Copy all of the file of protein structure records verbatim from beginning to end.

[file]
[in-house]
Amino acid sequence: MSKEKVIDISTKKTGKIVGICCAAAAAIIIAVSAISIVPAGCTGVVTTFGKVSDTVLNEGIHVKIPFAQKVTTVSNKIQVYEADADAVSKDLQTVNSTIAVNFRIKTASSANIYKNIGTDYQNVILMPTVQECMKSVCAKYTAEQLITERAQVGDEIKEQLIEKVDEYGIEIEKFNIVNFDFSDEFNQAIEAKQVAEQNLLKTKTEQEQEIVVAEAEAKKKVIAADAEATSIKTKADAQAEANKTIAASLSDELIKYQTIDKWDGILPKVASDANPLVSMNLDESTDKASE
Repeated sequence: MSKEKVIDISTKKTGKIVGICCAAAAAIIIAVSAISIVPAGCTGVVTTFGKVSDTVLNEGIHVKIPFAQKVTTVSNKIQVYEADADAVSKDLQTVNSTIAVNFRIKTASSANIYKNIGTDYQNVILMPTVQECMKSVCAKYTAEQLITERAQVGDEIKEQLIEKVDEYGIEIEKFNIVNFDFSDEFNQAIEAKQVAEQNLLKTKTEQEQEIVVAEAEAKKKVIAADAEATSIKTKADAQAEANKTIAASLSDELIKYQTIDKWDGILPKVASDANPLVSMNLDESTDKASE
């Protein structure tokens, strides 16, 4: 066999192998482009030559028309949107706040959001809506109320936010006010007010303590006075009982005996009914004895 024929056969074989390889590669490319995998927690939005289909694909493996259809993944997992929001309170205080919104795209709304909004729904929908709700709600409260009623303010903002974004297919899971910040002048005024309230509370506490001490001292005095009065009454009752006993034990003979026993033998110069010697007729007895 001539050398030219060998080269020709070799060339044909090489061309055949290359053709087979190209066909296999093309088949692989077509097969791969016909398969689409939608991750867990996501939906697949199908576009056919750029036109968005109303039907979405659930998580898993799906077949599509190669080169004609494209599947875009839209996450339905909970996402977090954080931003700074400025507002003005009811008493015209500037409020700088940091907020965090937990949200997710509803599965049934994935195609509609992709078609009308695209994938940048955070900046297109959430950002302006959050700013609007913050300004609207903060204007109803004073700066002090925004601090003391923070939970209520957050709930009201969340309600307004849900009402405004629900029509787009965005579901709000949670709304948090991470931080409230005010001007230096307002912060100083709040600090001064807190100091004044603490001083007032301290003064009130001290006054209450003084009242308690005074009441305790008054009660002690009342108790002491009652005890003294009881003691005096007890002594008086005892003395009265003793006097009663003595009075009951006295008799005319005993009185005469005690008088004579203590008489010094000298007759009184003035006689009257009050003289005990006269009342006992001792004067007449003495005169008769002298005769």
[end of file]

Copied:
[in-house]
Amino acid sequence: MSKEKVIDISTKKTGKIVGICCAAAAAIIIAVSAISIVPAGCTGVVTTFGKVSDTVLNEGIHVKIPFAQKVTTVSNKIQVYEADADAVSKDLQTVNSTIAVNFRIKTASSANIYKNIGTDYQNVILMPTVQECMKSVCAKYTAEQLITERAQVGDEIKEQLIEKVDEYGIEIEKFNIVNFDFSDEFNQAIEAKQVAEQNLLKTKTEQEQEIVVAEAEAKKKVIAADAEATSIKTKADAQAEANKTIAASLSDELIKYQTIDKWDGILPKVASDANPLVSMNLDESTDKASE
Repeated sequence: MSKEKVIDISTKKTGKIVGICCAAAAAIIIAVSAISIVPAGCTGVVTTFGKVSDTVLNEGIHVKIPFAQKVTTVSNKIQVYEADADAVSKDLQTVNSTIAVNFRIKTASSANIYKNIGTDYQNVILMPTVQECMKSVCAKYTAEQLITERAQVGDEIKEQLIEKVDEYGIEIEKFNIVNFDFSDEFNQAIEAKQVAEQNLLKTKTEQEQEIVVAEAEAKKKVIAADAEATSIKTKADAQAEANKTIAASLSDELIKYQTIDKWDGILPKVASDANPLVSMNLDESTDKASE
């Protein structure tokens, strides 16, 4: 066999192998482009030559028309949107706040959001809506109320936010006010007010303590006075009982005996009914004895 024929056969074989390889590669490319995998927690939005289909694909493996259809993944997992929001309170205080919104795209709304909004729904929908709700709600409260009623303010903002974004297919899971910040002048005024309230509370506490001490001292005095009065009454009752006993034990003979026993033998110069010697007729007895 001539050398030219060998080269020709070799060339044909090489061309055949290359053709087979190209066909296999093309088949692989077509097969791969016909398969689409939608991750867990996501939906697949199908576009056919750029036109968005109303039907979405659930998580898993799906077949599509190669080169004609494209599947875009839209996450339905909970996402977090954080931003700074400025507002003005009811008493015209500037409020700088940091907020965090937990949200997710509803599965049934994935195609509609992709078609009308695209994938940048955070900046297109959430950002302006959050700013609007913050300004609207903060204007109803004073700066002090925004601090003391923070939970209520957050709930009201969340309600307004849900009402405004629900029509787009965005579901709000949670709304948090991470931080409230005010001007230096307002912060100083709040600090001064807190100091004044603490001083007032301290003064009130001290006054209450003084009242308690005074009441305790008054009660002690009342108790002491009652005890003294009881003691005096007890002594008086005892003395009265003793006097009663003595009075009951006295008799005319005993009185005469005690008088004579203590008489010094000298007759009184003035006689009257009050003289005990006269009342006992001792004067007449003495005169008769002298005769």